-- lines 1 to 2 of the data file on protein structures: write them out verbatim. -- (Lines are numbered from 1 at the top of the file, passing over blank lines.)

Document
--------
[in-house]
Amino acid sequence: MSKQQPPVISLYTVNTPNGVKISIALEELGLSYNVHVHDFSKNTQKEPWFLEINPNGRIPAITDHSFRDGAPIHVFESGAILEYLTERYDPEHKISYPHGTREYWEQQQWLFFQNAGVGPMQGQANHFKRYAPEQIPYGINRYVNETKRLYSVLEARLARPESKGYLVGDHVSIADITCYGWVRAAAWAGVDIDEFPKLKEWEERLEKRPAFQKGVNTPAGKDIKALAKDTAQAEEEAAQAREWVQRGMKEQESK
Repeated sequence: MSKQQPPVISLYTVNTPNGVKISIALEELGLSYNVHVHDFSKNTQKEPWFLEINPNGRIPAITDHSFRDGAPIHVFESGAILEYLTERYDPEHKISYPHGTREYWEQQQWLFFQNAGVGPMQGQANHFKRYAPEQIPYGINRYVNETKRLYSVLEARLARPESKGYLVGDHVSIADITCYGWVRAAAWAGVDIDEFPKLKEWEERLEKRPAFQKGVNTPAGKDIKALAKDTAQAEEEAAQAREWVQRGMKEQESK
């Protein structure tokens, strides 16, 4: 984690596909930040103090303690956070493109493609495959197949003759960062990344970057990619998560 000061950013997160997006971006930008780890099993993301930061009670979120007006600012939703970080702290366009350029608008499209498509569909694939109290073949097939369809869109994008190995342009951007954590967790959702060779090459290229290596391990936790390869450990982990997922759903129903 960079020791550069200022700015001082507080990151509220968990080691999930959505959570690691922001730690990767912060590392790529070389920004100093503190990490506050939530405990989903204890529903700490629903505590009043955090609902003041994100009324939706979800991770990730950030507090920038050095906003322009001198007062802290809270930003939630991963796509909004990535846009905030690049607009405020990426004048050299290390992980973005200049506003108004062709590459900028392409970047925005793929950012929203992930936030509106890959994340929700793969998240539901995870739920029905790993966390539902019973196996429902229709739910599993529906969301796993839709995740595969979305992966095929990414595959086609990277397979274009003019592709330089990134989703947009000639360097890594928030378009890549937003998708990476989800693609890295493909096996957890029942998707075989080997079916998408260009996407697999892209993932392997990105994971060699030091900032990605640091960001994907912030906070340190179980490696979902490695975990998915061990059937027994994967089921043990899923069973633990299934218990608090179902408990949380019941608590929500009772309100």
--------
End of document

[in-house]
Amino acid sequence: MSKQQPPVISLYTVNTPNGVKISIALEELGLSYNVHVHDFSKNTQKEPWFLEINPNGRIPAITDHSFRDGAPIHVFESGAILEYLTERYDPEHKISYPHGTREYWEQQQWLFFQNAGVGPMQGQANHFKRYAPEQIPYGINRYVNETKRLYSVLEARLARPESKGYLVGDHVSIADITCYGWVRAAAWAGVDIDEFPKLKEWEERLEKRPAFQKGVNTPAGKDIKALAKDTAQAEEEAAQAREWVQRGMKEQESK